Salt Lake City, Utah
June 23, 2018
June 23, 2018
July 27, 2018
College Industry Partnerships
The Deep Orange initiative is an integral component of the graduate program in the Department of Automotive Engineering at Clemson University. The ultimate goal of Deep Orange is to place automotive engineering knowledge into context to tackle complex vehicle development problems through collaboration among students and colleagues whose perspectives are shaped by radically different experiences. During the 2-year MS program, students, faculty, and participating industry partners develop and manufacture a vehicle prototype providing the students with experience in marketing, design, engineering, systems integration, prototyping, and validation. For the third edition of Deep Orange, the goal was to develop a blank sheet, fully functional, hybrid mainstream sports car concept targeted towards Generation Y with Mazda North American Operations as the primary sponsor and the Art Center College of Design as the styling partner.
The objective of this paper is to present a case study for the development of the unique Deep Orange 3 body-in-white (BIW) prototype vehicle structure. The size and proportions of the BIW concept were developed based on the requirements derived from a marketing study based on 70,000 surveys completed by owners of new cars and light trucks in the United States. Based on the findings of the marketing study, a sports car concept was derived for a 6-seat interior configuration and a body architecture packaging a dual-mode hybrid all-wheel drive powertrain. In addition to developing an efficient body structural lay-out, an additional objective of the program was to develop and showcase a BIW concept that would eliminate metal stamping and the associated high investment costs associated with this technology (such as stamping tools and dies). It was chosen to investigate and apply Industrial Origami’s patented technology that incorporates light-gauge metal folded into complex, high load-bearing structure, formed with simple, low-cost fixtures at the location of BIW assembly.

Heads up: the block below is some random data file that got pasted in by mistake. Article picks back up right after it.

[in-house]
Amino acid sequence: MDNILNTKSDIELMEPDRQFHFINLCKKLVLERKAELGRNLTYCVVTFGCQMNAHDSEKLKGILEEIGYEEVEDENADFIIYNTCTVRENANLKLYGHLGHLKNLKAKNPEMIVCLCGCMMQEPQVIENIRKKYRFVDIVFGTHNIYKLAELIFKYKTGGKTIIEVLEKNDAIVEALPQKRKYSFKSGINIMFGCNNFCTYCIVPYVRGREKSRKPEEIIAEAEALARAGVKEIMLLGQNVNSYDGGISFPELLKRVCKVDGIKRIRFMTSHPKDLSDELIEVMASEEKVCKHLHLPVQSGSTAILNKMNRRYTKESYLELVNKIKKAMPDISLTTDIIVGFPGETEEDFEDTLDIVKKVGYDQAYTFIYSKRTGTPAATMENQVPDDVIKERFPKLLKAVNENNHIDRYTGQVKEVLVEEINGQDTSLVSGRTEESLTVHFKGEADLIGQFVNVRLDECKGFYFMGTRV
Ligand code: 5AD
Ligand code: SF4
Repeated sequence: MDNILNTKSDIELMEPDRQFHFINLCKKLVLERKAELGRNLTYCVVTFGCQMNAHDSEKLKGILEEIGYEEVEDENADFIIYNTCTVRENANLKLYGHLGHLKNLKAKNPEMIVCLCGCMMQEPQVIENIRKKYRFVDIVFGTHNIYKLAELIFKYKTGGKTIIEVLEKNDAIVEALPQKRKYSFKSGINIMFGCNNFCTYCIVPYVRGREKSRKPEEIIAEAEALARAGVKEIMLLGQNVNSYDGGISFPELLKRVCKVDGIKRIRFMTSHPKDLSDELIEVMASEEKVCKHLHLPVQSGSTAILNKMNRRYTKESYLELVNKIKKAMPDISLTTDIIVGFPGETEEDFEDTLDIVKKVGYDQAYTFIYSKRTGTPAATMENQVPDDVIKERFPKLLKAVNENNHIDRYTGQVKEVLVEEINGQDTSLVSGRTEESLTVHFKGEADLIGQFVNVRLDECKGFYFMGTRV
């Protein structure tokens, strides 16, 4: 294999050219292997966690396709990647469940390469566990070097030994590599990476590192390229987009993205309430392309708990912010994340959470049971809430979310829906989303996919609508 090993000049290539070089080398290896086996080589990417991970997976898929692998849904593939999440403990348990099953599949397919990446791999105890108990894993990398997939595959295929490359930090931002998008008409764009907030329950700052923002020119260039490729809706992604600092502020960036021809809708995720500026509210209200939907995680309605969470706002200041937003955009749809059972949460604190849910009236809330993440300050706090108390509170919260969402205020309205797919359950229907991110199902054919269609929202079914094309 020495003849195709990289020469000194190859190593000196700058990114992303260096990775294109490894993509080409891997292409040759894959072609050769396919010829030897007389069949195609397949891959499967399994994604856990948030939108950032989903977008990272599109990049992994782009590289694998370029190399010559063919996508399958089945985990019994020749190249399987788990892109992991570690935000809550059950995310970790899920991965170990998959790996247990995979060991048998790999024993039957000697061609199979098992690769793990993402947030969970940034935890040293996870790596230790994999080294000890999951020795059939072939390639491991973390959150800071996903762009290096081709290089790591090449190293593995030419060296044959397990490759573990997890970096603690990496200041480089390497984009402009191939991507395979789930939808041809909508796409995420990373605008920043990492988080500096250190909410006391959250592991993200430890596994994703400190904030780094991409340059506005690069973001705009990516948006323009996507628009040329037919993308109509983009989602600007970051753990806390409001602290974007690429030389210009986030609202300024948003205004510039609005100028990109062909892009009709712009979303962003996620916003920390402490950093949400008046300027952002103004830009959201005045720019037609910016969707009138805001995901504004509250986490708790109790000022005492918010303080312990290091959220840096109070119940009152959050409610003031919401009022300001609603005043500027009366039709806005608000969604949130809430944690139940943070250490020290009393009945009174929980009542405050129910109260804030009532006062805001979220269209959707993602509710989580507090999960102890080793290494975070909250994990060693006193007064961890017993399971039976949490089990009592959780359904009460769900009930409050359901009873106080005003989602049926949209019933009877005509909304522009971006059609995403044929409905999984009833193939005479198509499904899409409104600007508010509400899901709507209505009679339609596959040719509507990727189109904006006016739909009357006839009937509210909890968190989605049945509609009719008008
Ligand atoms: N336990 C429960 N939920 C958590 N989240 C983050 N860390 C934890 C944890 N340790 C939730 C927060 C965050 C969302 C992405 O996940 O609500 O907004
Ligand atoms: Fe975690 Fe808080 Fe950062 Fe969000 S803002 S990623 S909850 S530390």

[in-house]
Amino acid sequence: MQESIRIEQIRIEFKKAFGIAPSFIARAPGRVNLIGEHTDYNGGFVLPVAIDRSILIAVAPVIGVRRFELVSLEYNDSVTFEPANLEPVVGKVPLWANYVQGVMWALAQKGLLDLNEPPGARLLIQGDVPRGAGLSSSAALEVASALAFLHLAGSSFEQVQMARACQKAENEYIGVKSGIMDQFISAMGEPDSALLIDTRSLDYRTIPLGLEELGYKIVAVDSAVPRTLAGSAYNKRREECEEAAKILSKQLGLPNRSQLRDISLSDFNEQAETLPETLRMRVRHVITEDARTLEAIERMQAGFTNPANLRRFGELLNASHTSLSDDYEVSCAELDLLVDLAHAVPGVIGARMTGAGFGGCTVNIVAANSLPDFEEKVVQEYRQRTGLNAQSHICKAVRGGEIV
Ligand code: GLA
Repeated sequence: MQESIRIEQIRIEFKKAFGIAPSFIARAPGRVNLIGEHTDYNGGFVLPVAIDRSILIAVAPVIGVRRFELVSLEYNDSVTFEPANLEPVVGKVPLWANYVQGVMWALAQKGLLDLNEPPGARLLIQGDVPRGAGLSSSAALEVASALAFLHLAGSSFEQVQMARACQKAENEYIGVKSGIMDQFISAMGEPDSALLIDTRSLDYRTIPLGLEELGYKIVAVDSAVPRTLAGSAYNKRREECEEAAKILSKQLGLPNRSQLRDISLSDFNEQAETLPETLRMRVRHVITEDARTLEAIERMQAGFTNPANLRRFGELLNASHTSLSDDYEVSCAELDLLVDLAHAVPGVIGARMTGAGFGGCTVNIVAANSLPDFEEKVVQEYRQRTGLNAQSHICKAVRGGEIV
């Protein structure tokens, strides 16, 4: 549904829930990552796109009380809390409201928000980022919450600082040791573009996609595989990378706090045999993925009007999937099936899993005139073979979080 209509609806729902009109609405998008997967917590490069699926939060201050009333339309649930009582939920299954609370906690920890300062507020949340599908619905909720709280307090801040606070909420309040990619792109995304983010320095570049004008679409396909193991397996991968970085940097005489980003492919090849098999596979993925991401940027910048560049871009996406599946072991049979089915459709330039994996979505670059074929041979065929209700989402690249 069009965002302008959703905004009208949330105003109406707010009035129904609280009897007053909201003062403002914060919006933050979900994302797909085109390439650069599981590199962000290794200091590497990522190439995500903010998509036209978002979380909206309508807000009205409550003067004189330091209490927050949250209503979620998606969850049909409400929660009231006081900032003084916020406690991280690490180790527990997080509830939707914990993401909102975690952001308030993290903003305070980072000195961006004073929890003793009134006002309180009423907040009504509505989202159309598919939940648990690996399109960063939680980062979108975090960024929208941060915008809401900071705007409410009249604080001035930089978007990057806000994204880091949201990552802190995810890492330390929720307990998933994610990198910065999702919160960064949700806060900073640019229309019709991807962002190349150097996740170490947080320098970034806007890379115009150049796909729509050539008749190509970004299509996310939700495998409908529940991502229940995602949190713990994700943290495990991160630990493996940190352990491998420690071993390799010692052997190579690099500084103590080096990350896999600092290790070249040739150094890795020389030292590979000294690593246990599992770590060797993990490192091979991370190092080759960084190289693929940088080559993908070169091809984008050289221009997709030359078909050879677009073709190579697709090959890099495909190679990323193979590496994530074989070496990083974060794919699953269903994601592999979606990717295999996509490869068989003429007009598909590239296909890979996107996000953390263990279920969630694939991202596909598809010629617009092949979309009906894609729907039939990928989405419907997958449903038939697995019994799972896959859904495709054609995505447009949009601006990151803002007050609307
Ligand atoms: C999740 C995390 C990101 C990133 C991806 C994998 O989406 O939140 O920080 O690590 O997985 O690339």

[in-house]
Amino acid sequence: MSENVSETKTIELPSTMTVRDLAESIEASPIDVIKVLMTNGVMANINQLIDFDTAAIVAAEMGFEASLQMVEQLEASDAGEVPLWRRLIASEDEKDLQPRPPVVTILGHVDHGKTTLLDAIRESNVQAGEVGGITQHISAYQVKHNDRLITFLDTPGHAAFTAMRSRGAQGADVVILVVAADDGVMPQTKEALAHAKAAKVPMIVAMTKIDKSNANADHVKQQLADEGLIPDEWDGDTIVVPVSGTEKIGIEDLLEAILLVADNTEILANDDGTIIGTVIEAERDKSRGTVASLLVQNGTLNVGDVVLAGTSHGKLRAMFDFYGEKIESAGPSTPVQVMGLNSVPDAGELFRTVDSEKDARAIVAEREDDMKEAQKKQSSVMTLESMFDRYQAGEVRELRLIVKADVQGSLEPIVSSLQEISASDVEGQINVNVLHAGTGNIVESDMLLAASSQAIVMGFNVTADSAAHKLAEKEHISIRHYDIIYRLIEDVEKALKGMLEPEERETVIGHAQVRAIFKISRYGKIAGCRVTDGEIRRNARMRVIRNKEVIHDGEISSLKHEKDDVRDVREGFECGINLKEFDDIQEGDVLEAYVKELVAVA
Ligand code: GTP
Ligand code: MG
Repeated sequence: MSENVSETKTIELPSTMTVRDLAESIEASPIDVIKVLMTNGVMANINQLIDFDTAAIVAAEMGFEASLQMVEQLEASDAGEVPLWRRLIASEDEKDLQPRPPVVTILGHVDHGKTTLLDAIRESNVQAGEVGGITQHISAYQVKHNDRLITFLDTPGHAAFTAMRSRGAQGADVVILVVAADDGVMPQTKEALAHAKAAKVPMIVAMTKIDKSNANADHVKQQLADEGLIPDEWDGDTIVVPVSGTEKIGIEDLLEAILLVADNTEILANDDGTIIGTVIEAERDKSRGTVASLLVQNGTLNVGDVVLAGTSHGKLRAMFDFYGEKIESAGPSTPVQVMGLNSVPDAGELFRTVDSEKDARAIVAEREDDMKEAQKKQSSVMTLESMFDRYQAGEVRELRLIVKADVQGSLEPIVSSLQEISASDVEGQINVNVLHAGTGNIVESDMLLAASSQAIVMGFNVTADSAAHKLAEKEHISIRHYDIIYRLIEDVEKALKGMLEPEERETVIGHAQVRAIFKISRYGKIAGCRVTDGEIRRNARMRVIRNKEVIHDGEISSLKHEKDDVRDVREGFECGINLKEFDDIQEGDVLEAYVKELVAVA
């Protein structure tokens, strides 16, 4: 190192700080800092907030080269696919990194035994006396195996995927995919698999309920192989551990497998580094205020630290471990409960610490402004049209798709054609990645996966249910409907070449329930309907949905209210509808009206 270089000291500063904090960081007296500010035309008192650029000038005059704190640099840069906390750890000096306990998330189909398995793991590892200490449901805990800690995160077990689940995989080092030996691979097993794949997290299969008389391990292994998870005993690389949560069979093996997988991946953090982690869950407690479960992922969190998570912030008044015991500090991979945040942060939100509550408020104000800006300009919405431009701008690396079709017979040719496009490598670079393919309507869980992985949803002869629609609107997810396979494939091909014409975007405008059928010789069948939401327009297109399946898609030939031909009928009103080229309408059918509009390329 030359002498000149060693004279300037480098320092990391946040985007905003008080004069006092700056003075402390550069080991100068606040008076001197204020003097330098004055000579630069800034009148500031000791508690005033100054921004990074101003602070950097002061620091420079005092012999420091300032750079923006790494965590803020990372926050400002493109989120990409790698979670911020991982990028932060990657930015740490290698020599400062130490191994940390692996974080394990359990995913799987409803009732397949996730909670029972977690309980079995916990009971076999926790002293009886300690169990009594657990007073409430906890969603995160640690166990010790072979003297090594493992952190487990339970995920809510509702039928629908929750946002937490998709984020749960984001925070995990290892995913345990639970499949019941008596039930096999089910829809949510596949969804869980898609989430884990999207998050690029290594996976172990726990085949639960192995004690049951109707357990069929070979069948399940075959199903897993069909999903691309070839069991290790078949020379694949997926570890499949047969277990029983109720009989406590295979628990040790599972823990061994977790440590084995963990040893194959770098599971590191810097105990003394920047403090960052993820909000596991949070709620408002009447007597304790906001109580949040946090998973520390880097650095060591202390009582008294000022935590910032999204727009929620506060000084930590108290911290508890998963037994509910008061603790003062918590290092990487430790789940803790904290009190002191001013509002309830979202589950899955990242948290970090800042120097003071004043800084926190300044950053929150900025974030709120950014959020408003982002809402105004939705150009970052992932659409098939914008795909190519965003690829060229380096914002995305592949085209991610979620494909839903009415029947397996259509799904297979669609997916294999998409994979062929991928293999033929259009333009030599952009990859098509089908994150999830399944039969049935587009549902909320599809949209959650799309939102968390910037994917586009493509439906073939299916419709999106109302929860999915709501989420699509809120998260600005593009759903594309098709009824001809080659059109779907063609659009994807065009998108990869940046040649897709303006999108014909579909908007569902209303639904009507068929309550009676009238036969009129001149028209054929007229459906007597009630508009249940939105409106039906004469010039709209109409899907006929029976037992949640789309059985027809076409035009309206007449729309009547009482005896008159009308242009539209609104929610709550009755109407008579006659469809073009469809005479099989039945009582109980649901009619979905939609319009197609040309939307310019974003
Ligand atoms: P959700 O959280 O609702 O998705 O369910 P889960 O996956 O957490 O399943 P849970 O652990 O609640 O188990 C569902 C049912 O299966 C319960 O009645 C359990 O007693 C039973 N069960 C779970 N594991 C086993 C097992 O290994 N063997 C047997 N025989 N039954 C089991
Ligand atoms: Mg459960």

Developing the geometry, topology, and functionality of the BIW based on these design and manufacturing requirements required intensive collaboration among design students and chassis, vibration, powertrain, and packaging engineering students, while at the same time integrating functional properties, weight, cost, and design space. The BIW engineering discussed in this paper focused on defining relevant load cases (such as static/dynamic stiffness properties), developing a structural configuration to efficiently transfer BIW loads, creating occupant accommodation space, packaging of powertrain and chassis components, and conducting computational analyses to assess BIW stiffness and strength. Once the structural performance targets were met, the final sheet metal folded design was realized using aluminum in combination with adhesives and rivets. In addition to describing the conceptual structural analysis, the paper elaborates on the team collaboration required to achieve the final realization of the BIW structure.
Schmueser, D., & Brooks, J. O., & Prucka, R. G., & Pisu, P. (2018, June), Innovative Graduate Engineering Education Implemented with Project-focused Learning: A Case Study—The Clemson University Deep Orange 3 Vehicle Prototype Program Paper presented at 2018 ASEE Annual Conference & Exposition , Salt Lake City, Utah. 10.18260/1-2--30668
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